It was a busy day at Maui Community Correctional Center Tuesday…and not “busy” in a good way. Two people escaped the facility and – so far – only one has been captured.
Early Tuesday, Tasha Gonsalves was reported missing during a 5:30 a.m. headcount. Read that account here. She was arrested by Maui Police less than 10 hours later. Gonsalves was being held pending trial on forgery, theft and credit card misuse charges. Now an additional escape charge will likely be added.
Then between 1 and 2 p.m. yesterday, 26 year-old Lief Valdez – who also uses the alias Lucas Rauh – escaped from MCCC. He is described and light complected, standing five feet, six inches tall. He weighs 160 pounds and has black hair and brown eyes.
If seen, do not approach the suspect. Instead, call 9-1-1.
MAUI – Maui Community Correctional Center (MCCC) pre-trial detainee Tasha Gonsalves was reported missing from the 5:30 a.m. headcount today. Maui Police were immediately notified. How she escaped is under investigation.
Gonsalves is 29 years old. She is 5’1” tall, weighs 125 lbs., and has brown hair and brown eyes. She was awaiting trial for theft, forgery and fraudulent use of a credit card.
Her bail was set a $15,000. Gonsalves is a community custody detainee housed in a minimum security dorm on the perimeter of the facility. When caught, it is likely a Escape 2 charge will be added.
If you see her, please call 9-1-1.
By Jeff King
In just a few days, the 2015 Hurricane Season will begin here in the Central Pacific Ocean. In fact, today Maui weather guru Glenn James is on O’ahu attending a briefing on the storm outlook for this season.
However, there are two systems already catching the eyes of meteorologists:
1. A nearly-stationary area of low pressure located about 1500 miles west-southwest of the southern tip of Baja California is producing disorganized showers and a few thunderstorms well east of the circulation center. Upper-level winds are expected to become less favorable today and significant development of this system is not expected.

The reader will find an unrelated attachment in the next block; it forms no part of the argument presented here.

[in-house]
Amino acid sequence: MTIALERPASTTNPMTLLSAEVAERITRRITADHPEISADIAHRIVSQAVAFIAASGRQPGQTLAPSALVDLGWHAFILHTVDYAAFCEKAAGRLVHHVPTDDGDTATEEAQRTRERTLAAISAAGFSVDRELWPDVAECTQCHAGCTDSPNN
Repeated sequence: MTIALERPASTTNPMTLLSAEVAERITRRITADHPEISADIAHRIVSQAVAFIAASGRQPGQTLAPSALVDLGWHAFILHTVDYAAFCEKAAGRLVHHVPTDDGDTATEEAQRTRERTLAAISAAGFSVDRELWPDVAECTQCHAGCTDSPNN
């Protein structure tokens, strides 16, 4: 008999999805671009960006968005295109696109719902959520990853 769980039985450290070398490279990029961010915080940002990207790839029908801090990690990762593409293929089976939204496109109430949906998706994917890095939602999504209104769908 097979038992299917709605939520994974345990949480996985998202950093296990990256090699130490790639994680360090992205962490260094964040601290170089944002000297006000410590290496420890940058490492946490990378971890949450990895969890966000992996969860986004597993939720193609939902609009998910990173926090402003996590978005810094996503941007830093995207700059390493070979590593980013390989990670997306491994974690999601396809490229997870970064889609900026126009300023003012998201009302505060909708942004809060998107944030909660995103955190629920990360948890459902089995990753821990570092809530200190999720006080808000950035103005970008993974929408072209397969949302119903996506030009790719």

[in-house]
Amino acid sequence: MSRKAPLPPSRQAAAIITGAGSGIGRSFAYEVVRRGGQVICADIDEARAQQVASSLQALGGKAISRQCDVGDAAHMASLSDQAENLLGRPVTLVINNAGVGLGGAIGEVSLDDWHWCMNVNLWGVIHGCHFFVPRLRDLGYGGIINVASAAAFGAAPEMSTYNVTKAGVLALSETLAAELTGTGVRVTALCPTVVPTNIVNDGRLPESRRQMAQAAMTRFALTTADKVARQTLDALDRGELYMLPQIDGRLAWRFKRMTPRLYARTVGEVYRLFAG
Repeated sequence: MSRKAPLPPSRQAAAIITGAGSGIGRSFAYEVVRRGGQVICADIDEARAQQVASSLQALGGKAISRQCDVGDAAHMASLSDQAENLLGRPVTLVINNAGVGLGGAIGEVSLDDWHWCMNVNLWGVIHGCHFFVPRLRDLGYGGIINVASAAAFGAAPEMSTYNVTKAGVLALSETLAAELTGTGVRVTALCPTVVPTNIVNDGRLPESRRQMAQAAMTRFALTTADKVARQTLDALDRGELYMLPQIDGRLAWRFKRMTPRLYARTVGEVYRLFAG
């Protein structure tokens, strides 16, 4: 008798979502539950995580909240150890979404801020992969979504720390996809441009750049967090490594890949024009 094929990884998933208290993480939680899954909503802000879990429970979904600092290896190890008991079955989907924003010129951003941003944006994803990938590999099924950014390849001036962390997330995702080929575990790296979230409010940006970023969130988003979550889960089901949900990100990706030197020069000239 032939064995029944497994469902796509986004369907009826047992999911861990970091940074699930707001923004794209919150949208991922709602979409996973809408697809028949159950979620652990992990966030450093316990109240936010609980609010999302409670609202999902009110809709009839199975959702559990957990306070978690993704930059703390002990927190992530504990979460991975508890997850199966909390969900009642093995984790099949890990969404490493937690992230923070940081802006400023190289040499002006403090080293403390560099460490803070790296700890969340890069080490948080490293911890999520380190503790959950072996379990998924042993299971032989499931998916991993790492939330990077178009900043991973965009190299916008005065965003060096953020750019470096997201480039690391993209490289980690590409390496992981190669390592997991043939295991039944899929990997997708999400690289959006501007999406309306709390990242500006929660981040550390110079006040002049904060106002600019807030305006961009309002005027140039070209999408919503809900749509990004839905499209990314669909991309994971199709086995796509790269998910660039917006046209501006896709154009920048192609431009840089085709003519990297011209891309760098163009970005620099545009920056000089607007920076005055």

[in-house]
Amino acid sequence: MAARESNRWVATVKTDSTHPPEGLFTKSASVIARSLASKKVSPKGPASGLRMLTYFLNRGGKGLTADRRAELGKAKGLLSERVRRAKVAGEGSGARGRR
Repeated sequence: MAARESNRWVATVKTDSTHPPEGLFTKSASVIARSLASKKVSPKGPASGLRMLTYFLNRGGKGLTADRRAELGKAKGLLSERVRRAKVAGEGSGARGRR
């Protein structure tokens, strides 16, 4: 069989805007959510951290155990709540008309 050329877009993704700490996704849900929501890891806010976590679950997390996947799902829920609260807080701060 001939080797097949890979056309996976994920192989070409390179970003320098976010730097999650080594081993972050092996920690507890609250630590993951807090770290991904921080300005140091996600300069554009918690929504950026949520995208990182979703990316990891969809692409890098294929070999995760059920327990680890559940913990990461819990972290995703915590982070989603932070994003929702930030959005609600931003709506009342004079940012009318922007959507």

* Formation chance through 48 hours…low…10 percent
* Formation chance through 5 days..low…10 percent
2. Disorganized showers and thunderstorms located several hundred miles south of the coast of Mexico are associated with a trough of low pressure. Environmental conditions appear conducive for gradual development of this system during the next several days, and a tropical depression is likely to form late this week while the system moves slowly west-northwestward to northwestward.
* Formation chance through 48 hours…low…20 percent
* Formation chance through 5 days…high…80 percent
Later today, the National Weather service is expected to release the long-range outlook for the Pacific Hurricane Season. For storms that form in the Central Pacific Hurricane Center‘s area of responsibility, encompassing the area between 140°W and the International Date Line, all names are used in a series of four rotating lists. The next four names slated for use are Ela, Halola, Iune and Kilo.
The first Pacific-wide forecast for the 2015 season was released on April 10. the Servicio Meteorológico Nacional (SMN) issued its first outlook for the Pacific hurricane season, expecting a total of nineteen named storms, eleven hurricanes and four major hurricanes
The Memorial Day holiday weekend saw cooking fires along beaches and in parks across the State. But here on Maui, there were at least two fires more than anyone likely wanted.
The first flared up Saturday evening in Kahakuloa. The rapidly building fire caused $550,000 in damages to the one-story residential structure, and $5,000 to its contents. The home, located near mile marker 8 on the mauka side of Kahekili Highway, was almost entirely destroyed and vacant at the time.
At 5:38 p.m. Saturday, three fire companies, three water tankers and a battalion chief from Wailuku, Kahului, and Wailea responded to the blaze. Wailuku firefighters arrived at 5:58 p.m. and reported defensive fire conditions, indicating that a vast majority of the home was on fire. The fire was brought under control by around 6:40 p.m. and extinguished at 11:30 p.m.
A narrow driveway and overgrown foliage made it difficult for crews fighting the fire to make access. The area has no fire hydrants, so the fire department helicopter was brought in to provide water drops on the home and in the event flames spread to nearby brush. Their quick work saved nearby homes and property from sustaining any damage. Fire investigators were unable to determine the fire’s cause.
The second unwelcome fire happened very early Monday – 12:19 a.m., to be precise – when Maui Fire Department crews responded to reports of flames coming from a structure on Awalau Road, in the Haiku area of East Maui. Makawao firefighters arrived at 12:36 a.m and found residents using garden hoses to control flames coming from a shed structure. Firefighters brought the fire under control within 3 minutes, and called it extinguished at 1:06 a.m.